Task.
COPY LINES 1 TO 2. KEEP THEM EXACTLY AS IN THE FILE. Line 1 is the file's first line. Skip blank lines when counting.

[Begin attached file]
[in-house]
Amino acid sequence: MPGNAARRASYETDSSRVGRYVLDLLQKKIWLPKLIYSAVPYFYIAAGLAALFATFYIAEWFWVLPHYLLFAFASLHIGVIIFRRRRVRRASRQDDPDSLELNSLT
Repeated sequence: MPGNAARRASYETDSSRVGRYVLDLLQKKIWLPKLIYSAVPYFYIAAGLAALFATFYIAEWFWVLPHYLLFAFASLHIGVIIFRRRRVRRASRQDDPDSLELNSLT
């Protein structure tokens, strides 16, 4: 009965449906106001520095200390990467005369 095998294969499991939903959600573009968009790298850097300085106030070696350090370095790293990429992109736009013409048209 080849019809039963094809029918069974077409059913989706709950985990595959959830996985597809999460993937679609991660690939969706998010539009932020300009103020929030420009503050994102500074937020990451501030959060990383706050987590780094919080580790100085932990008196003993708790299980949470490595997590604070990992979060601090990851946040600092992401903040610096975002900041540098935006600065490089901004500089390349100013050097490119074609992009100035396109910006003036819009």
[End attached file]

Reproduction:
[in-house]
Amino acid sequence: MPGNAARRASYETDSSRVGRYVLDLLQKKIWLPKLIYSAVPYFYIAAGLAALFATFYIAEWFWVLPHYLLFAFASLHIGVIIFRRRRVRRASRQDDPDSLELNSLT